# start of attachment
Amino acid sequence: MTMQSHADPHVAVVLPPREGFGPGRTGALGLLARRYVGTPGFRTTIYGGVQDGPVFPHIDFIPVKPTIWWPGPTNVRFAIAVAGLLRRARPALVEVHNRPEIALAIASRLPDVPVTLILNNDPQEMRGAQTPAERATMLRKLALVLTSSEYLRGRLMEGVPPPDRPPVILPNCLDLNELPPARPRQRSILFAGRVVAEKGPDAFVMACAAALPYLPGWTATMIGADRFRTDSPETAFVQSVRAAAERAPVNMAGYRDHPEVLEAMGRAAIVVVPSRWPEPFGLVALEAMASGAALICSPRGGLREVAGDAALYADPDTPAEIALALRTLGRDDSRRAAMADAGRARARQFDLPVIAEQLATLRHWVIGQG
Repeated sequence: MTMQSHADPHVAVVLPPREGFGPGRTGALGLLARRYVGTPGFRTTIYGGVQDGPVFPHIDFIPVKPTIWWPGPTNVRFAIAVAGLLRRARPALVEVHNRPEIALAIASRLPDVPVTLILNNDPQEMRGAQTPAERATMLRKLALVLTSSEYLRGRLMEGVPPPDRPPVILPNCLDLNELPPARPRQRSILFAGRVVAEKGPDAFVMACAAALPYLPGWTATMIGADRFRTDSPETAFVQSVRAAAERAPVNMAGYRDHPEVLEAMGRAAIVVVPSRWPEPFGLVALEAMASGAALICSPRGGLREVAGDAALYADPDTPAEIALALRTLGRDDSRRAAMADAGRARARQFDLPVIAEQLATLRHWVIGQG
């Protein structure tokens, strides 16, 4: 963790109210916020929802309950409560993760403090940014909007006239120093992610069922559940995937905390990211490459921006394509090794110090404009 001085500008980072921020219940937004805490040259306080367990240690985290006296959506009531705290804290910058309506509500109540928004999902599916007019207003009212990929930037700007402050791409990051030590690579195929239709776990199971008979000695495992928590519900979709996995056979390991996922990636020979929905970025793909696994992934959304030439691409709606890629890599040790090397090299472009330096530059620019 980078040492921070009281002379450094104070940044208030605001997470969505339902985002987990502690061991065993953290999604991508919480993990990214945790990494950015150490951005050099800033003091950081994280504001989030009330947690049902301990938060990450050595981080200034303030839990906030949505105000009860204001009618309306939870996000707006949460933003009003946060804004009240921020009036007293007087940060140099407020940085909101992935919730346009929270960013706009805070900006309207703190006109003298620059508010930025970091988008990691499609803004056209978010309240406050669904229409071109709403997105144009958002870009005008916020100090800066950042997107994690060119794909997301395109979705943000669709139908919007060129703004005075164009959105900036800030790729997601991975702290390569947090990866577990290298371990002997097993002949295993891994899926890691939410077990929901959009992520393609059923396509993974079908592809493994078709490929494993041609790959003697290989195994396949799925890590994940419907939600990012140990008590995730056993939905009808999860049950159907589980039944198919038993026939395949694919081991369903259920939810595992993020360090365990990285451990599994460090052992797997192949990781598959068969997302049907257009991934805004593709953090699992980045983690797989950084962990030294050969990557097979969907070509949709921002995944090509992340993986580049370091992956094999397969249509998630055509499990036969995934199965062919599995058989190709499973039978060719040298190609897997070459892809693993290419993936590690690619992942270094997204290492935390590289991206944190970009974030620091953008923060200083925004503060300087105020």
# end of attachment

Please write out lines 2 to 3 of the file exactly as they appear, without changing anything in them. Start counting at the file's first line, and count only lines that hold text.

Repeated sequence: MTMQSHADPHVAVVLPPREGFGPGRTGALGLLARRYVGTPGFRTTIYGGVQDGPVFPHIDFIPVKPTIWWPGPTNVRFAIAVAGLLRRARPALVEVHNRPEIALAIASRLPDVPVTLILNNDPQEMRGAQTPAERATMLRKLALVLTSSEYLRGRLMEGVPPPDRPPVILPNCLDLNELPPARPRQRSILFAGRVVAEKGPDAFVMACAAALPYLPGWTATMIGADRFRTDSPETAFVQSVRAAAERAPVNMAGYRDHPEVLEAMGRAAIVVVPSRWPEPFGLVALEAMASGAALICSPRGGLREVAGDAALYADPDTPAEIALALRTLGRDDSRRAAMADAGRARARQFDLPVIAEQLATLRHWVIGQG
């Protein structure tokens, strides 16, 4: 963790109210916020929802309950409560993760403090940014909007006239120093992610069922559940995937905390990211490459921006394509090794110090404009 001085500008980072921020219940937004805490040259306080367990240690985290006296959506009531705290804290910058309506509500109540928004999902599916007019207003009212990929930037700007402050791409990051030590690579195929239709776990199971008979000695495992928590519900979709996995056979390991996922990636020979929905970025793909696994992934959304030439691409709606890629890599040790090397090299472009330096530059620019 980078040492921070009281002379450094104070940044208030605001997470969505339902985002987990502690061991065993953290999604991508919480993990990214945790990494950015150490951005050099800033003091950081994280504001989030009330947690049902301990938060990450050595981080200034303030839990906030949505105000009860204001009618309306939870996000707006949460933003009003946060804004009240921020009036007293007087940060140099407020940085909101992935919730346009929270960013706009805070900006309207703190006109003298620059508010930025970091988008990691499609803004056209978010309240406050669904229409071109709403997105144009958002870009005008916020100090800066950042997107994690060119794909997301395109979705943000669709139908919007060129703004005075164009959105900036800030790729997601991975702290390569947090990866577990290298371990002997097993002949295993891994899926890691939410077990929901959009992520393609059923396509993974079908592809493994078709490929494993041609790959003697290989195994396949799925890590994940419907939600990012140990008590995730056993939905009808999860049950159907589980039944198919038993026939395949694919081991369903259920939810595992993020360090365990990285451990599994460090052992797997192949990781598959068969997302049907257009991934805004593709953090699992980045983690797989950084962990030294050969990557097979969907070509949709921002995944090509992340993986580049370091992956094999397969249509998630055509499990036969995934199965062919599995058989190709499973039978060719040298190609897997070459892809693993290419993936590690690619992942270094997204290492935390590289991206944190970009974030620091953008923060200083925004503060300087105020």